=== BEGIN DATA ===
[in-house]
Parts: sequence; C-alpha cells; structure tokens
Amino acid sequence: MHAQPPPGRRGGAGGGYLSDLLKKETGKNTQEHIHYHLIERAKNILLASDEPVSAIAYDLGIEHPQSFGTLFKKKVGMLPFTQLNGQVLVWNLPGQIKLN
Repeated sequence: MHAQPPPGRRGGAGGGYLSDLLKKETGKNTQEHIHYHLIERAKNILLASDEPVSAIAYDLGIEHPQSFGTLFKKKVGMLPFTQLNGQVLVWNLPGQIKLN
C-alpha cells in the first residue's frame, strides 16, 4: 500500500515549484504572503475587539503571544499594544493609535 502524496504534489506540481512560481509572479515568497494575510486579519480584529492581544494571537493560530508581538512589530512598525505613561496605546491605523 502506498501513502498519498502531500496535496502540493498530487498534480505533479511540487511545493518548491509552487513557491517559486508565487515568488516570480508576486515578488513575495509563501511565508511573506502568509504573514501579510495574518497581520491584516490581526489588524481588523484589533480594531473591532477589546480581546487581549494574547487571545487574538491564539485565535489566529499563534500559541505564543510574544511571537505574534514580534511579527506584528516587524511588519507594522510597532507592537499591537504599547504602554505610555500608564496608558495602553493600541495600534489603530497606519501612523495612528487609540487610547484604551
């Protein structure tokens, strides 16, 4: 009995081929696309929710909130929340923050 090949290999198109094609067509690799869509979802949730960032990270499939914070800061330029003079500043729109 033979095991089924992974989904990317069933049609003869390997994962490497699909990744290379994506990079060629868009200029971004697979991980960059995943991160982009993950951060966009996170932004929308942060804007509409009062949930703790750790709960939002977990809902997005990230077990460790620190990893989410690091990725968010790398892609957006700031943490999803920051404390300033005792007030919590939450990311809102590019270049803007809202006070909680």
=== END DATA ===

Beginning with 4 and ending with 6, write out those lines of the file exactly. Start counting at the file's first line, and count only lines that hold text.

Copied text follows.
Repeated sequence: MHAQPPPGRRGGAGGGYLSDLLKKETGKNTQEHIHYHLIERAKNILLASDEPVSAIAYDLGIEHPQSFGTLFKKKVGMLPFTQLNGQVLVWNLPGQIKLN
C-alpha cells in the first residue's frame, strides 16, 4: 500500500515549484504572503475587539503571544499594544493609535 502524496504534489506540481512560481509572479515568497494575510486579519480584529492581544494571537493560530508581538512589530512598525505613561496605546491605523 502506498501513502498519498502531500496535496502540493498530487498534480505533479511540487511545493518548491509552487513557491517559486508565487515568488516570480508576486515578488513575495509563501511565508511573506502568509504573514501579510495574518497581520491584516490581526489588524481588523484589533480594531473591532477589546480581546487581549494574547487571545487574538491564539485565535489566529499563534500559541505564543510574544511571537505574534514580534511579527506584528516587524511588519507594522510597532507592537499591537504599547504602554505610555500608564496608558495602553493600541495600534489603530497606519501612523495612528487609540487610547484604551
């Protein structure tokens, strides 16, 4: 009995081929696309929710909130929340923050 090949290999198109094609067509690799869509979802949730960032990270499939914070800061330029003079500043729109 033979095991089924992974989904990317069933049609003869390997994962490497699909990744290379994506990079060629868009200029971004697979991980960059995943991160982009993950951060966009996170932004929308942060804007509409009062949930703790750790709960939002977990809902997005990230077990460790620190990893989410690091990725968010790398892609957006700031943490999803920051404390300033005792007030919590939450990311809102590019270049803007809202006070909680």